Sunday, 2 September 2012

Golden opportunity

It used to be conservatives who would look back thirty years and see a better time. Geoffrey Pearson wrote a brilliant book about it, every generation imagining that life was better thirty years before and making the same complaints about their children that their parents had made about them.

But at least in the past, the pay-off for the kids was that life was easier for them than for their parents. I remember saying that, cockily but not actually wrongly, to an oldish man in Stevenage town centre when I was a teenager, on overhearing him complain that kids had it easier than in his day. Aren't they supposed to, I asked him? Isn't that the point?

So it is. Or so it was, before a generation came to power in Europe with the plan of making everybody worse off than before. Everybody except them.

I once asked my late great-aunt, who would never have been so crass as to complain about the younger generation, and who spent her life working for a better future, what she thought her Party had achieved. She told me that you hardly saw homeless people on the street any more, which fact she attributed to what Labour had done in local and national government. And you didn't, back then: something which must be as hard to imagine for somebody young today as it must have been for her when she was young.

I don't remember quite when the conversation took place. Perhaps during Mrs Thatcher's first term. It was really in her second that homelessness was deliberately created in a series of social security cuts, and the shop doorways of our major cities were filled with sleeping bodies.

What this taught me was that it takes longer - far longer - to bring about social progress than it takes to reverse it. If this is not generally understood, it's because the job of reversing social progress used rarely to be undertaken: conservative parties in government were usually pragmatic, accepting changes they had previously tried to prevent. But now those days are gone and their rules are broken. And everything may be broken very soon indeed.

I rarely or never saw homeless people when I was a child, though I grew up in London- and I don't believe I ever saw a pawn shop. I am sure, though sure from no particular memory, that I read about them - in all probability in a history book! - and had to ask what they had been. I wouldn't have to ask today, thirty years of social progress further on.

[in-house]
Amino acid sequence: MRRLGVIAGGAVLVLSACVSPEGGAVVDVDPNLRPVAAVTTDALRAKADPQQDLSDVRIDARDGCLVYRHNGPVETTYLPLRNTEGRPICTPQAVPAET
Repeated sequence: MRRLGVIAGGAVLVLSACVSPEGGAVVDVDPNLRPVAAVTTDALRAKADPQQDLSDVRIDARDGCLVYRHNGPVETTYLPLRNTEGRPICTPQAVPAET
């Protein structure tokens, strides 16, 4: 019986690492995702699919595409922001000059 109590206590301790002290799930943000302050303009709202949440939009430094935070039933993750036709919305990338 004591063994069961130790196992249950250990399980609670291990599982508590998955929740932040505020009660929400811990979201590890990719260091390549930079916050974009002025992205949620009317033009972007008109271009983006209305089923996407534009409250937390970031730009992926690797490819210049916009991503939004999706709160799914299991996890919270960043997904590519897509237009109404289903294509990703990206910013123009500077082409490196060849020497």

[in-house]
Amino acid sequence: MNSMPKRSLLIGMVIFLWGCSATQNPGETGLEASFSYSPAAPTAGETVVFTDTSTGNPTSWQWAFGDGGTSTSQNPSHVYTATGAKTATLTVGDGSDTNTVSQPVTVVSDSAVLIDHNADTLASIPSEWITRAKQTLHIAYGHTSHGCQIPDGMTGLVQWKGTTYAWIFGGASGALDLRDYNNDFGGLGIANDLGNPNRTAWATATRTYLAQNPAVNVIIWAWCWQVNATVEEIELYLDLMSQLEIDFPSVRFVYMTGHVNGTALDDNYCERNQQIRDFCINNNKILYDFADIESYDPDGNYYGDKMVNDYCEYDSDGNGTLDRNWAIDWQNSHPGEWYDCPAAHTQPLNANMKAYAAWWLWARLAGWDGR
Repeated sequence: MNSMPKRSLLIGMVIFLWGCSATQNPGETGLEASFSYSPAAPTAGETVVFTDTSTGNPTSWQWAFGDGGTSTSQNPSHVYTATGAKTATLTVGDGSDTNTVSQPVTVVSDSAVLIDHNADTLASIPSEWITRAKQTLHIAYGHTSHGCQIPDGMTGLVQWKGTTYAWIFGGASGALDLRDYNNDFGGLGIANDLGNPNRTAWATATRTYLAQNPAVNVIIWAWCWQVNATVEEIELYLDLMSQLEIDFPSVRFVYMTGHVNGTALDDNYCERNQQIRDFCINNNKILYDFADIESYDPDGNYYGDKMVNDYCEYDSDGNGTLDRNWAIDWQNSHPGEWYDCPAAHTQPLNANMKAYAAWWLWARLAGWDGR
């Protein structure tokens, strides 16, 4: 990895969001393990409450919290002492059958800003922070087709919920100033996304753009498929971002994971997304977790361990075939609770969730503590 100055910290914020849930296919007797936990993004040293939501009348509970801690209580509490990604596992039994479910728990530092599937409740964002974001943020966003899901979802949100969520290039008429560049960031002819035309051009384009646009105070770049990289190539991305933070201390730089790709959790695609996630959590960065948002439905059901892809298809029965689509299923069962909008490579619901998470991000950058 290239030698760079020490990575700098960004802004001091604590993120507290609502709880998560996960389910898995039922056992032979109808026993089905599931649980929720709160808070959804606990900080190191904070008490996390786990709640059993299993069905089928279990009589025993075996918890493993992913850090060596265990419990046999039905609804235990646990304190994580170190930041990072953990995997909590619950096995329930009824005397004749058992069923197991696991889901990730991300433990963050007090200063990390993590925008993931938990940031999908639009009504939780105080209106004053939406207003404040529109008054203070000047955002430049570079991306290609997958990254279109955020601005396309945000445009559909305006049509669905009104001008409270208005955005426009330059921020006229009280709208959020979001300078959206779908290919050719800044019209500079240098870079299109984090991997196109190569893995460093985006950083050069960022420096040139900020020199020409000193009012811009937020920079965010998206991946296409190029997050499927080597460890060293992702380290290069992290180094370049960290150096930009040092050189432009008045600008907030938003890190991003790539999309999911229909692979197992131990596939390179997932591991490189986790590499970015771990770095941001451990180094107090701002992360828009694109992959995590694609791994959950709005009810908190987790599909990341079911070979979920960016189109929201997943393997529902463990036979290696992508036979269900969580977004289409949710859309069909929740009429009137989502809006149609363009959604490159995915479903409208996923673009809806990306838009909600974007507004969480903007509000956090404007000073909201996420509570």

You see shops, you see posters on walls, you see leaflets under windscreen wipers. What they say in Spain is COMPRO ORO. I buy gold.

As far as I am aware the only gold I have is in my wedding ring. This is probably true of most people, and almost certainly true of the people at whom the shops, the posters and the leaflets are aimed.

Just as there is a plague of evictions across the land, and a plague of non-payment of wages, so there is a plague of COMPRO ORO. A plague of pawn shops, thirty years after I had to ask, in London, what they were. It is as if Spain were turning into a Britain of the Thirties. It is like Love On The Dole.

I have never been to a pawn shop, but I know enough - now - about them to understand that they are places to which one goes in fear and shame. But everybody understands that. They are a refuge of the desperate. You would not advertise that you were going to one. You might as well advertise that you were going to the workhouse.

But here we are, after thirty years, not just of social progress, but of advances in the culture of acquisitiveness and advertising - and now even the furtive journey to the pawn shop must be dressed up as if it were an adventure in consumerism.

I walked across Huesca on Friday, from the station to the Mercadona on the east side of town, via Calle de Cabestany and past a COMPRO ORO shop that I don't remember seeing there before. On the wall of this shop was a poster. (A photo would be helpful in illustrating this anecdote, but my camera and I are presently separated by about a thousand miles, you will have to imagine a poster depicting a ring in its display box, a treasure chest with a string of pearls coming out of it, and a delighted old lady unable to believe her luck. If this is hard for you, to imagine a cheerful poster on a pawn shop, imagine how much harder it was for me, thirty years ago, to imagine what a pawn shop actually was.)

On this poster, which - slightly and suitably amended - one might have associated with a bingo hall, was written:
How would you translate? Perhaps you're sitting on a fortune - and you don't even know it. Perhaps. Or perhaps you'd be too gobsmacked by this exhibition of bad taste to find it worth the effort.

You might as well put a big poster on the wall advertising exciting new openings in prostitution. Everybody knows that brothels exist, just as everybody knows - in 2012, at at rate - that pawn shops exist. But we don't talk about them as if going there were the opportunity of a lifetime. As far as I know. Maybe I just haven't seen the posters.

I mean I always hated Antiques Roadshow. But going to a pawn shop isn't Antiques Roadshow. It isn't some old biddy finding there's something in her attic that she can sell for fifty quid and buy presents for the grandchildren. It's a pawn shop. Pawn shops, like cholera, happen among poverty and disaster. And dressing them up as a destination of opportunity is dressing up the disaster that's happening to Spain as if it were a road to wealth and happiness.

There have been rather bigger outrages than this in Spain, in this past week alone: but sometimes it is the small things and the symbols which make you angriest. Either way, this is Spain today. We are not short of pawn shops. Nor are we short of emetics.

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